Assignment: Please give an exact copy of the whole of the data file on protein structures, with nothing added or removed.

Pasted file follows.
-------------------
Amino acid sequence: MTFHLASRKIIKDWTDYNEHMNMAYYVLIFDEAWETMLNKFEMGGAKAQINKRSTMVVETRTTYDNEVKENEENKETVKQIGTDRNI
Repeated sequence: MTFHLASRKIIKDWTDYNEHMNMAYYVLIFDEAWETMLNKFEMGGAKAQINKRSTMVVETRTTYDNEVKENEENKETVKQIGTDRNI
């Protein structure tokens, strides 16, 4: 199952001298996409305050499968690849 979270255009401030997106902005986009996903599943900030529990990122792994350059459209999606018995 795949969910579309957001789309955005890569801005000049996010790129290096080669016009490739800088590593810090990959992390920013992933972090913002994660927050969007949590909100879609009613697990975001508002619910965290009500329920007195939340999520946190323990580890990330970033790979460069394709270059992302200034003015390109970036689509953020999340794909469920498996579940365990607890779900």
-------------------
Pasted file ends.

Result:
Amino acid sequence: MTFHLASRKIIKDWTDYNEHMNMAYYVLIFDEAWETMLNKFEMGGAKAQINKRSTMVVETRTTYDNEVKENEENKETVKQIGTDRNI
Repeated sequence: MTFHLASRKIIKDWTDYNEHMNMAYYVLIFDEAWETMLNKFEMGGAKAQINKRSTMVVETRTTYDNEVKENEENKETVKQIGTDRNI
């Protein structure tokens, strides 16, 4: 199952001298996409305050499968690849 979270255009401030997106902005986009996903599943900030529990990122792994350059459209999606018995 795949969910579309957001789309955005890569801005000049996010790129290096080669016009490739800088590593810090990959992390920013992933972090913002994660927050969007949590909100879609009613697990975001508002619910965290009500329920007195939340999520946190323990580890990330970033790979460069394709270059992302200034003015390109970036689509953020999340794909469920498996579940365990607890779900």